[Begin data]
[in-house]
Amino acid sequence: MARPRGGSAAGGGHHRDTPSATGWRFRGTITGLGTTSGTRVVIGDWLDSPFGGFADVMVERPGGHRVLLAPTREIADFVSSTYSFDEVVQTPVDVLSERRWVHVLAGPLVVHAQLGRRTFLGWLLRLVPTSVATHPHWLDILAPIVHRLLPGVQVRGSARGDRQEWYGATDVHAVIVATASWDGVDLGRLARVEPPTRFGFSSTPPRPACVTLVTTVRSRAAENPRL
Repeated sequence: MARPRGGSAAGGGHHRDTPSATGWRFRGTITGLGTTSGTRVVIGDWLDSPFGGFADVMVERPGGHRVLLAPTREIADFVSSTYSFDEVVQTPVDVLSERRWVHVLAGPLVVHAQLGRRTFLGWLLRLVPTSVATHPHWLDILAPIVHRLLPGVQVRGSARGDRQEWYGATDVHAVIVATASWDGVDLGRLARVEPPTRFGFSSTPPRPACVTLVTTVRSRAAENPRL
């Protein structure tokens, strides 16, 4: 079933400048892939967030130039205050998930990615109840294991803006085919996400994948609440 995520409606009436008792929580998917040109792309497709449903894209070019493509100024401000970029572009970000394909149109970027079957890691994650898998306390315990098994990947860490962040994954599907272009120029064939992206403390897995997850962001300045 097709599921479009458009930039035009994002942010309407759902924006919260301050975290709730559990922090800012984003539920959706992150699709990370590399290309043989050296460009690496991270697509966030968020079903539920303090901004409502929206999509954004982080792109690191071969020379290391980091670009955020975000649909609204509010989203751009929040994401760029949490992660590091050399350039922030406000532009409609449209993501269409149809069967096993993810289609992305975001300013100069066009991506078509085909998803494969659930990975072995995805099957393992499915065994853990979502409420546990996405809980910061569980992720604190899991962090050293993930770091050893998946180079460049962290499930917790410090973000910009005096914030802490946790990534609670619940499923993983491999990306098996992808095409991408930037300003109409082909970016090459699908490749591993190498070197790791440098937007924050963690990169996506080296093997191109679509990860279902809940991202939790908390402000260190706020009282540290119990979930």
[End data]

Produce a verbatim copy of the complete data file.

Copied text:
[in-house]
Amino acid sequence: MARPRGGSAAGGGHHRDTPSATGWRFRGTITGLGTTSGTRVVIGDWLDSPFGGFADVMVERPGGHRVLLAPTREIADFVSSTYSFDEVVQTPVDVLSERRWVHVLAGPLVVHAQLGRRTFLGWLLRLVPTSVATHPHWLDILAPIVHRLLPGVQVRGSARGDRQEWYGATDVHAVIVATASWDGVDLGRLARVEPPTRFGFSSTPPRPACVTLVTTVRSRAAENPRL
Repeated sequence: MARPRGGSAAGGGHHRDTPSATGWRFRGTITGLGTTSGTRVVIGDWLDSPFGGFADVMVERPGGHRVLLAPTREIADFVSSTYSFDEVVQTPVDVLSERRWVHVLAGPLVVHAQLGRRTFLGWLLRLVPTSVATHPHWLDILAPIVHRLLPGVQVRGSARGDRQEWYGATDVHAVIVATASWDGVDLGRLARVEPPTRFGFSSTPPRPACVTLVTTVRSRAAENPRL
């Protein structure tokens, strides 16, 4: 079933400048892939967030130039205050998930990615109840294991803006085919996400994948609440 995520409606009436008792929580998917040109792309497709449903894209070019493509100024401000970029572009970000394909149109970027079957890691994650898998306390315990098994990947860490962040994954599907272009120029064939992206403390897995997850962001300045 097709599921479009458009930039035009994002942010309407759902924006919260301050975290709730559990922090800012984003539920959706992150699709990370590399290309043989050296460009690496991270697509966030968020079903539920303090901004409502929206999509954004982080792109690191071969020379290391980091670009955020975000649909609204509010989203751009929040994401760029949490992660590091050399350039922030406000532009409609449209993501269409149809069967096993993810289609992305975001300013100069066009991506078509085909998803494969659930990975072995995805099957393992499915065994853990979502409420546990996405809980910061569980992720604190899991962090050293993930770091050893998946180079460049962290499930917790410090973000910009005096914030802490946790990534609670619940499923993983491999990306098996992808095409991408930037300003109409082909970016090459699908490749591993190498070197790791440098937007924050963690990169996506080296093997191109679509990860279902809940991202939790908390402000260190706020009282540290119990979930």